so you really teach mandolin and banjo? I have both of those instruments at home, but unfortunately I can´t play them..My father can, but he only knows Hungarian folksongs so he isn´t able to teach me....I only play the guitar, pitty....Anyway I didn´t recognize too many of the songs you mentioned...I know Whiskey in the jar, wild rover, and dirty old town, but I guess everybody knows them....I have just gotten into Irish music a couple of years ago, but since I went to Ireland this past winter, I´m taking the music more seriousely....I have albums from Clannad, Chieftains, Dubliners, dublin city ramblers, Pogues and Shane McGowan.

I don´t know too much about good irish folkmusic, perhaps you could recommend some artists.....About the chords, tell me what tunes you know from the artists mentioned above......

Thanks a million

Lidi


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Subject: Chords Add: JOCK STEWART
From: Laoise, Belfast
Date: 02 Jul 97 - 07:48 AM

I do teach Mandolin and Banjo, to some beginners at the moment. I mainly play the traditional stuff, you know the fiddle-dee-dee stuff. I've only been playing a couple of years so far but I've got really into it.

I've been listening to traditional and folk singing for about four years. I am really into the old type Sean-Os singing. The Chieftains do one of these on their harp album - the Green Fields of Canada. The Chieftains album, The Long Black Veil is the only one I have with a lot of singing on it. They've got Sinead O'Connor singing "(S)He moved through the fair" and the Rebel song "The Foggy Dew", both of which would be brilliant for your repertoire.

I probably know quite a few Dubliners' songs - you'll have to tell me some that you like. I don't know any of their albums I'm ashamed to say, but I know a man who does.

I can give you a Pogues tune right now: It's the chorus from "my name is JOCK STEWART".

So come fill (D) up your glasses (A)
With Brandy (D) and wine (G)
Whatever (D) it costs (A) I don't mind (D)(A)
So be easy (D) and free (A)
When you're drinking (D) with me (G)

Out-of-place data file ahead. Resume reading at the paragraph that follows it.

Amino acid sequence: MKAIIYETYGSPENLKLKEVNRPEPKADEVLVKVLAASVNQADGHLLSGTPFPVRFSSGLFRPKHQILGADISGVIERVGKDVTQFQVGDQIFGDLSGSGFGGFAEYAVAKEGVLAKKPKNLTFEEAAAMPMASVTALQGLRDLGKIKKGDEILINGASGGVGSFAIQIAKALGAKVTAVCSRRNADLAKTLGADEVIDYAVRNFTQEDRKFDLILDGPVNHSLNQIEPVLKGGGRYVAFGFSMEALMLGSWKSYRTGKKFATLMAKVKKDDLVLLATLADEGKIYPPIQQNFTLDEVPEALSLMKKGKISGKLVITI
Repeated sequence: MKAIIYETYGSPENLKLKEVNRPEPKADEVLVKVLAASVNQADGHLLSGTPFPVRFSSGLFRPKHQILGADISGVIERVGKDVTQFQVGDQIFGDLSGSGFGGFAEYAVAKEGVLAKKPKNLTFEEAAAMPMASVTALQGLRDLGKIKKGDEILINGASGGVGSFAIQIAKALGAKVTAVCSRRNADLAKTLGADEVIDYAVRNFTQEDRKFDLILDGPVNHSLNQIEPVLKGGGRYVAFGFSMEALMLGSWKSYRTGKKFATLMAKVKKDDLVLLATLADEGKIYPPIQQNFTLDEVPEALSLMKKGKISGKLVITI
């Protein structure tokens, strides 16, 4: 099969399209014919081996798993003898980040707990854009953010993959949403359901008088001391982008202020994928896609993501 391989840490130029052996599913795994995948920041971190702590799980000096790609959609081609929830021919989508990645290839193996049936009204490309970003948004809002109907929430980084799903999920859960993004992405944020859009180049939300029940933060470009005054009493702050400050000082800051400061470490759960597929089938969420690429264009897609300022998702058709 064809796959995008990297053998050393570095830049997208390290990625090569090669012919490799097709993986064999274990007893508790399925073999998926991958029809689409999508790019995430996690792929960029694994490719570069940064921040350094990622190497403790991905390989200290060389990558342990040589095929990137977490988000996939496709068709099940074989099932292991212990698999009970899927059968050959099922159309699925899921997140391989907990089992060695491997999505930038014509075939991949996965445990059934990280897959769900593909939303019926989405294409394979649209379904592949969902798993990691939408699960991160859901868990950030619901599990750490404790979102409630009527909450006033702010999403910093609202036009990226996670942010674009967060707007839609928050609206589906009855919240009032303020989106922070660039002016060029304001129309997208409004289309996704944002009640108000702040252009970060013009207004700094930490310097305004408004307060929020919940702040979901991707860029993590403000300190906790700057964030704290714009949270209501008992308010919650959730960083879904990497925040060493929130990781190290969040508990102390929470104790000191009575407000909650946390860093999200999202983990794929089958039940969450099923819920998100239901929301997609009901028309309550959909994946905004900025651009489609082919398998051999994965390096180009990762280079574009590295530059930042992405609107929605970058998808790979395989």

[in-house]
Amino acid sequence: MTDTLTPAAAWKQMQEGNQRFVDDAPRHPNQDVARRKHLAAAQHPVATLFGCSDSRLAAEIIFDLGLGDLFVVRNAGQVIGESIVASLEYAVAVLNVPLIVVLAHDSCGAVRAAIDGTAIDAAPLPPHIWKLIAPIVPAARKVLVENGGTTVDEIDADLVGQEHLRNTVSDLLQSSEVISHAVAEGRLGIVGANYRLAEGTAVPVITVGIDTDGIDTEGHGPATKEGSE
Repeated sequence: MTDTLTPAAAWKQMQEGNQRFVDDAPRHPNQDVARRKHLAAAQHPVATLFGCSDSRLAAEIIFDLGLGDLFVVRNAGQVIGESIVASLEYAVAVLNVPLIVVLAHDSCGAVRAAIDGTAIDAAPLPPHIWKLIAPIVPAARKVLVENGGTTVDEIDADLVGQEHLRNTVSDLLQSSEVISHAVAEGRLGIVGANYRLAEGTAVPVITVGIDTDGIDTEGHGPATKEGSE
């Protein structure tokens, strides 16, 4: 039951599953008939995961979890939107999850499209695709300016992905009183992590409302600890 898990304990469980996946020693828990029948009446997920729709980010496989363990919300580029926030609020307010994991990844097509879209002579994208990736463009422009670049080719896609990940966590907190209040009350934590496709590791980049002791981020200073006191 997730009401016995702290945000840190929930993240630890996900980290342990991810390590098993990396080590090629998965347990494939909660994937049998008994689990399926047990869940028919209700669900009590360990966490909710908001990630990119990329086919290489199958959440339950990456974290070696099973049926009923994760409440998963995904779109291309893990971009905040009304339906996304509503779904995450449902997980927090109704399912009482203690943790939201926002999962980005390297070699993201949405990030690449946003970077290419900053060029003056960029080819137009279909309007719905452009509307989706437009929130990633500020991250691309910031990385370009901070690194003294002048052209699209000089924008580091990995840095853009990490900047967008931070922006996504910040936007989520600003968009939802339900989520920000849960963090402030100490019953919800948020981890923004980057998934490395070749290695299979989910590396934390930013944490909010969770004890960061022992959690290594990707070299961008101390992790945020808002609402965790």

I'm a man (D) you don't meet (A) every day(D).

The rest of the song goes to the same chords so you can work away at that tune in the meantime.

Of the other artists you mention, I rarely listen to them so I can't help you with them. I may know some of their songs however so list a few.

As for a few artists, I would recommend:

Altan - Excellent Donegall tunes. Mairead sings some beautiful songs in both Irish and English. The Flower of Magherally is on the Red Crow album and the Hills of Glenshee is on the Horse with a Heart album.

Deanta - they have a couple of CDs out. They do some excellent songs including Willie Taylor, Green Fields of Canada and Dark Inneosghain (Innishowen).
The Bothy Band and Dervish are two more bands with excellent traditional songs.

For English Folk Songs I would recommend Fairport Convention and Steeleye Span. Check out the Bay City Roller type bass on "All around my hat".

When you're next in Ireland give me a call and come and visit me up in Belfast. I can also tell you a few sessions and festivals to go to round Ireland. Summer is the best time of year.

Will post up some chords for you on Friday (4th July).

Slan,

Laoise.


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Subject: RE: Lark In The Morning
From: Rick
Date: 02 Jul 97 - 12:10 PM

Lili

try the following URL for Pogues chords

Pogues

or indeed

OLGA?

which seems to be a mirror to the old Online GUitar Archive, you look up the artist name.

OLGA itself is available (in a form needing Java support which I havn't got at this site :-( ) as follows:

OLGA

HTH

Rick.


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Subject: RE: Lark In The Morning
From:
Date: 02 Jul 97 - 12:27 PM

Thanks Laoise and Rick

Laoise

Actually i have a boyfriend in Ireland. He lives in nenagh county tipperary...he´s coming over to sweden this summer..But still, I have plans to go to Ireland again, I loved the time I spent there...I´m looking forward to Friday when I´ll get the tunes from you..

Thanks again

Lidi


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Subject: RE: Lark In The Morning
From: Laoise, Belfast
Date: 07 Jul 97 - 07:30 AM

Dear Lidi,

Sorry about Friday. I couldn't get online to the Mudcat Cafe no matter how hard I tried. There must have been something wrong with the server.

I've the chords to two more songs for you - I hope this helps.

She moved through the fair. - all you need is the following 4 chords. You can add more later as you see fit.

D / D / C / D D / D / G / D D / D / G / D D / D / C / D

Try it!

Another is the "Foggy Dew"

Am / G Em / Am G / Am

Am / G Em / Am G / Am

C Em / G C / Am Em /Am

Am / G Em / Am G / Am

This one starts - As down the glen one Easter morn to a city fair rode I.

I get the feeling that this is not probably the best way of learning chords. I suggest you get your boyfriend over in Ireland to send you over a few of the Irish Pub books etc. They're dead cheap and they have most of the best known songs in them.

Rick's links also look pretty good - I'm going to have a look in them myself.

May the road rise with you.

Laoise.